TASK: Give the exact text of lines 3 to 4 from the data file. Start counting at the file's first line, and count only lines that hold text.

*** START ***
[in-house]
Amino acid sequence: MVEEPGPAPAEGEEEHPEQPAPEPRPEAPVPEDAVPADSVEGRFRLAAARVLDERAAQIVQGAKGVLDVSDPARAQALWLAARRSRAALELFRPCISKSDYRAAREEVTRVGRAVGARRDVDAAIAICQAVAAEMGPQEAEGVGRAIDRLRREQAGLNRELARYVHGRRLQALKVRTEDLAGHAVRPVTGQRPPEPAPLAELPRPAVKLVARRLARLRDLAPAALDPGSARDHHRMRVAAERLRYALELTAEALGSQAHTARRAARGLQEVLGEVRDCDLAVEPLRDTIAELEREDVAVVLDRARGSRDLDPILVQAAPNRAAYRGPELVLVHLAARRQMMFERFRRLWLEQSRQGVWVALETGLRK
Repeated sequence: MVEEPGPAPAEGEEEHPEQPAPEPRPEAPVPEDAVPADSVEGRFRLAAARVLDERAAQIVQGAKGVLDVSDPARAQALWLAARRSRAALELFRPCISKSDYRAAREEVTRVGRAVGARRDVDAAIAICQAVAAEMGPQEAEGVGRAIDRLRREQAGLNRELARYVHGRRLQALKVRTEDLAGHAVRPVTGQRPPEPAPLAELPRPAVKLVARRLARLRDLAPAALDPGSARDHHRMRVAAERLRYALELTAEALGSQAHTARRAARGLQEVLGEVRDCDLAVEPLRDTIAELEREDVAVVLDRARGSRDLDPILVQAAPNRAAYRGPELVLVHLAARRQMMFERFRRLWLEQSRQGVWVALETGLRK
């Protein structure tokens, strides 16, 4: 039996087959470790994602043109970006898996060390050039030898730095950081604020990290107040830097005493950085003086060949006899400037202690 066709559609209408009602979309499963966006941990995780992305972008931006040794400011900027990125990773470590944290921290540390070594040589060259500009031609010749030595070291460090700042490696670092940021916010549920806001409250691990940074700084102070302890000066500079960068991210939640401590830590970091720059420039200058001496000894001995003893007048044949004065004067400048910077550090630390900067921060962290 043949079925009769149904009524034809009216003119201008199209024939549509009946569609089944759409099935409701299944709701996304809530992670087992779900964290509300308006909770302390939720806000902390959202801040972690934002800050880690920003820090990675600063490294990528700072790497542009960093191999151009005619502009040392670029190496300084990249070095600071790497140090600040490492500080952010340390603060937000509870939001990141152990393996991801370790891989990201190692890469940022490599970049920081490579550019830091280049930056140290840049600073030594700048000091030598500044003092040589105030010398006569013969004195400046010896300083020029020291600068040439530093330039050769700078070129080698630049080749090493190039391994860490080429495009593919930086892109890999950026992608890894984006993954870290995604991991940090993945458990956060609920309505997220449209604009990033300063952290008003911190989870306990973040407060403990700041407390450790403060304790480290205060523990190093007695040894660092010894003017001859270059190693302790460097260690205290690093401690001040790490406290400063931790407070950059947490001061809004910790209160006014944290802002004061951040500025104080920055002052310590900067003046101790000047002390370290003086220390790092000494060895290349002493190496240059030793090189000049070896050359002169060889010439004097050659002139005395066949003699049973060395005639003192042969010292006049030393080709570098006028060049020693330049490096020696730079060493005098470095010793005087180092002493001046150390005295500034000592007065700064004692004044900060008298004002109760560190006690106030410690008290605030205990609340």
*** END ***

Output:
Repeated sequence: MVEEPGPAPAEGEEEHPEQPAPEPRPEAPVPEDAVPADSVEGRFRLAAARVLDERAAQIVQGAKGVLDVSDPARAQALWLAARRSRAALELFRPCISKSDYRAAREEVTRVGRAVGARRDVDAAIAICQAVAAEMGPQEAEGVGRAIDRLRREQAGLNRELARYVHGRRLQALKVRTEDLAGHAVRPVTGQRPPEPAPLAELPRPAVKLVARRLARLRDLAPAALDPGSARDHHRMRVAAERLRYALELTAEALGSQAHTARRAARGLQEVLGEVRDCDLAVEPLRDTIAELEREDVAVVLDRARGSRDLDPILVQAAPNRAAYRGPELVLVHLAARRQMMFERFRRLWLEQSRQGVWVALETGLRK
């Protein structure tokens, strides 16, 4: 039996087959470790994602043109970006898996060390050039030898730095950081604020990290107040830097005493950085003086060949006899400037202690 066709559609209408009602979309499963966006941990995780992305972008931006040794400011900027990125990773470590944290921290540390070594040589060259500009031609010749030595070291460090700042490696670092940021916010549920806001409250691990940074700084102070302890000066500079960068991210939640401590830590970091720059420039200058001496000894001995003893007048044949004065004067400048910077550090630390900067921060962290 043949079925009769149904009524034809009216003119201008199209024939549509009946569609089944759409099935409701299944709701996304809530992670087992779900964290509300308006909770302390939720806000902390959202801040972690934002800050880690920003820090990675600063490294990528700072790497542009960093191999151009005619502009040392670029190496300084990249070095600071790497140090600040490492500080952010340390603060937000509870939001990141152990393996991801370790891989990201190692890469940022490599970049920081490579550019830091280049930056140290840049600073030594700048000091030598500044003092040589105030010398006569013969004195400046010896300083020029020291600068040439530093330039050769700078070129080698630049080749090493190039391994860490080429495009593919930086892109890999950026992608890894984006993954870290995604991991940090993945458990956060609920309505997220449209604009990033300063952290008003911190989870306990973040407060403990700041407390450790403060304790480290205060523990190093007695040894660092010894003017001859270059190693302790460097260690205290690093401690001040790490406290400063931790407070950059947490001061809004910790209160006014944290802002004061951040500025104080920055002052310590900067003046101790000047002390370290003086220390790092000494060895290349002493190496240059030793090189000049070896050359002169060889010439004097050659002139005395066949003699049973060395005639003192042969010292006049030393080709570098006028060049020693330049490096020696730079060493005098470095010793005087180092002493001046150390005295500034000592007065700064004692004044900060008298004002109760560190006690106030410690008290605030205990609340």